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The Immortal Henrietta Lacks: Cells Of Deceased Black Woman Advance Medical Cures For 71 Years





The Immortal Henrietta Lacks: Cells Of Deceased Black Woman Advance Medical Cures For 71 Years

By Leonard E. Colvin
Chief Reporter
New Journal and Guide

The theme for the 2022 observance of Black History Month (BHM) is “Black Health and Wellness.” It will address “How Black people have suffered a health legacy of indifference and disparity.”

    Also,  it will address how Blacks have overcome institutional biases and made great contributions to science and healthcare practices for all.

    During slavery, except for the most productive ones, little concern was devoted to healthcare for Black men and women even after the civil war. But Blacks made their way to the profession.

Born in 1762 as a slave, James Durham is considered the first Black person to work as a doctor in America but he was not degreed in Durham, North Carolina.


Born in 1813, Dr. James McCune Smith was the first  Black doctor to practice with a medical degree in the U.S. He earned his degree in Glasgow, Scotland, as he could not earn a degree in the U.S.

    Dr. Rebecca Crumpler, born in 1831, was the first Black woman to earn a medical degree in the U.S. She practiced in Richmond, Virginia with the Freedmen’s Bureau.

    Dr. Daniel Williams performed the nation’s first open-heart surgery and he owned Provident Hospital, the first interracial, Black-owned hospital which opened in 1893.

    Dr. Charles Drew born in Washington, D.C. in 1906 was a surgeon and medical researcher in the field of blood transfusions, developing improved techniques for blood storage. He applied his expert knowledge to developing large-scale blood banks early in World War II, saving thousands of wounded soldiers.

Ironically, he bled to death after he suffered injuries in a car accident and reportedly was denied or delayed treatment at nearby White facilities.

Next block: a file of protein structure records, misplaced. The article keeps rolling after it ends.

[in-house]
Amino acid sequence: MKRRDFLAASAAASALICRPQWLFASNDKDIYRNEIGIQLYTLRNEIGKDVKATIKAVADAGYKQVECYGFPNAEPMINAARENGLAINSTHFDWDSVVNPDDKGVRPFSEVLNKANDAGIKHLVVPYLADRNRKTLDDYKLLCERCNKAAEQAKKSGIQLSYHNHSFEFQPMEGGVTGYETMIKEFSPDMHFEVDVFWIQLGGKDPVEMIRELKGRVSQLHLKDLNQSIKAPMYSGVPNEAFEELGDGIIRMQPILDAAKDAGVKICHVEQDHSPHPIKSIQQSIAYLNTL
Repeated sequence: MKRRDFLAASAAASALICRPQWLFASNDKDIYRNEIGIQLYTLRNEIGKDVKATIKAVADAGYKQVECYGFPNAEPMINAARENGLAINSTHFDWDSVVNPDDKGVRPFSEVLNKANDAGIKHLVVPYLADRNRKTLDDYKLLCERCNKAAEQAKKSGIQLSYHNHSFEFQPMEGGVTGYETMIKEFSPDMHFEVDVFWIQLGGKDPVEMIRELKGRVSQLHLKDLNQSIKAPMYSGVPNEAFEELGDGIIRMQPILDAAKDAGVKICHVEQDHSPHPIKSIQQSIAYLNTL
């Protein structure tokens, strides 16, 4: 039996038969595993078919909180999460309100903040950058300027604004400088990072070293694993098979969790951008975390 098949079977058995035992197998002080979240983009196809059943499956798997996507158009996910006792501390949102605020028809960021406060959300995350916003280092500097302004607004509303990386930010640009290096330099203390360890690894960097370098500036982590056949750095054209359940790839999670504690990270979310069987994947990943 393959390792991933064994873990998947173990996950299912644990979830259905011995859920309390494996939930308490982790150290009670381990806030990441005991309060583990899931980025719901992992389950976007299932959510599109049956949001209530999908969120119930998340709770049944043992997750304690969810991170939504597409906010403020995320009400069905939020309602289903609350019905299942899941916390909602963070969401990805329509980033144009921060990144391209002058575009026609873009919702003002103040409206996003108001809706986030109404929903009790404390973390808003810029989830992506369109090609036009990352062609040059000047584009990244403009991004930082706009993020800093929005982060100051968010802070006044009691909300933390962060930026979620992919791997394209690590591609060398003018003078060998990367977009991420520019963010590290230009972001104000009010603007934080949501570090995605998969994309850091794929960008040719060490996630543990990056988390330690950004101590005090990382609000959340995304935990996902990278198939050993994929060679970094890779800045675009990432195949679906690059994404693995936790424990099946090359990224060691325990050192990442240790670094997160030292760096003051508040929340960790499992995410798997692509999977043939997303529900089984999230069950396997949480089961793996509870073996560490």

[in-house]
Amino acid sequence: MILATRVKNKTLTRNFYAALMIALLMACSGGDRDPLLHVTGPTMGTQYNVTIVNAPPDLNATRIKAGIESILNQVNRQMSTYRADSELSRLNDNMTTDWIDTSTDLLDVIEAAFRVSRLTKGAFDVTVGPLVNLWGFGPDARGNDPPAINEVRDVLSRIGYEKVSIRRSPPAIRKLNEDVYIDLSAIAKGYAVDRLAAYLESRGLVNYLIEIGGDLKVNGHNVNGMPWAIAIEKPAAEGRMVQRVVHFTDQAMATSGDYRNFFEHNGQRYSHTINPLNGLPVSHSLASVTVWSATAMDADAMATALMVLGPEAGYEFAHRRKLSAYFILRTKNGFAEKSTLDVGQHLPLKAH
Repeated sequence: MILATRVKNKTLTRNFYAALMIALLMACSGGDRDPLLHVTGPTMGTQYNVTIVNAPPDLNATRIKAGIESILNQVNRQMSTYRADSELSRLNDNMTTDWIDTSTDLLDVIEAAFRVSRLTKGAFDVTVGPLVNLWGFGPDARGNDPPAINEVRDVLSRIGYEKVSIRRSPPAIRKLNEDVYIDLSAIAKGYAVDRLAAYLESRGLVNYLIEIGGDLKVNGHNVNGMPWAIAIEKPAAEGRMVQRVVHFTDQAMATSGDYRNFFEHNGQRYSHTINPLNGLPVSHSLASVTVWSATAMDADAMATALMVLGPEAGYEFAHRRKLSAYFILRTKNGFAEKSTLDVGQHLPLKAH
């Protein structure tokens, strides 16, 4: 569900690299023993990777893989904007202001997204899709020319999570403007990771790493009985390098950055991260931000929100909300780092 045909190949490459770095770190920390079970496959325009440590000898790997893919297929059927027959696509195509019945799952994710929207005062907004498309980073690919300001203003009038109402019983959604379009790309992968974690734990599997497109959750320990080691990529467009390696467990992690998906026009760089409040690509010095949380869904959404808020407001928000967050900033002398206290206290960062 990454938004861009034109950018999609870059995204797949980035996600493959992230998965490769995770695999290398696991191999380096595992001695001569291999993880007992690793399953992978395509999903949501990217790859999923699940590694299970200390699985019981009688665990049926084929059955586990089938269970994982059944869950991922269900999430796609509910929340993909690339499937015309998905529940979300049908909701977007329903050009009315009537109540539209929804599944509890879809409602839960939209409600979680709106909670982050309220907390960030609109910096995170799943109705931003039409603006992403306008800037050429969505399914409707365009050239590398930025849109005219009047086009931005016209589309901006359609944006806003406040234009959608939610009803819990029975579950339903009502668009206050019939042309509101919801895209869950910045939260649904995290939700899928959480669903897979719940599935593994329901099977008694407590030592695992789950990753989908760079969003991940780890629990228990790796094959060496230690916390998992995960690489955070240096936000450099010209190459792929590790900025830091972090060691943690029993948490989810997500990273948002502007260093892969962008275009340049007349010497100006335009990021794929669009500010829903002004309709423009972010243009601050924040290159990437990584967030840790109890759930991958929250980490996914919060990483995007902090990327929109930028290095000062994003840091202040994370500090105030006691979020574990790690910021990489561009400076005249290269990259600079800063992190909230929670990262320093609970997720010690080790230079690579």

The library of stories detailing African Americans’ advancement in medicine despite abuses, brutal racism, and exploitation is huge. But the story of Henrietta Lacks is a critical volume in that legacy of major healthcare contributions by Blacks.

The Amazing HeLa Cells

The story of Henrietta Lacks came to the public’s attention in a ground-breaking book, The Immortal Life of Henrietta Lacks by Rebecca Skloot, a reporter,  in 2010.

Born Loretta Pleasant in 1920, in Roanoke, Virginia, Lacks, nicknamed Hennie, was a petite and charming woman. At age 21, she married David Lacks and the couple settled near Dundalk, Maryland, in Baltimore County. They had four children, the last in 1950 at Johns Hopkins Hospital

In 1951, Lacks was diagnosed with cervical cancer.  Four months later, she died in a bed in the “Colored Ward” at Johns Hopkins Hospital in Baltimore.

Working down the hall at the hospital were Margaret and George Gey.


Gey was a researcher who had been attempting to grow human cells in his lab for decades, and before Lacks died, some of her cells were harvested and given to the Geys.

This unsolicited act would have a lasting and far-reaching impact on medical treatment and research until this very day.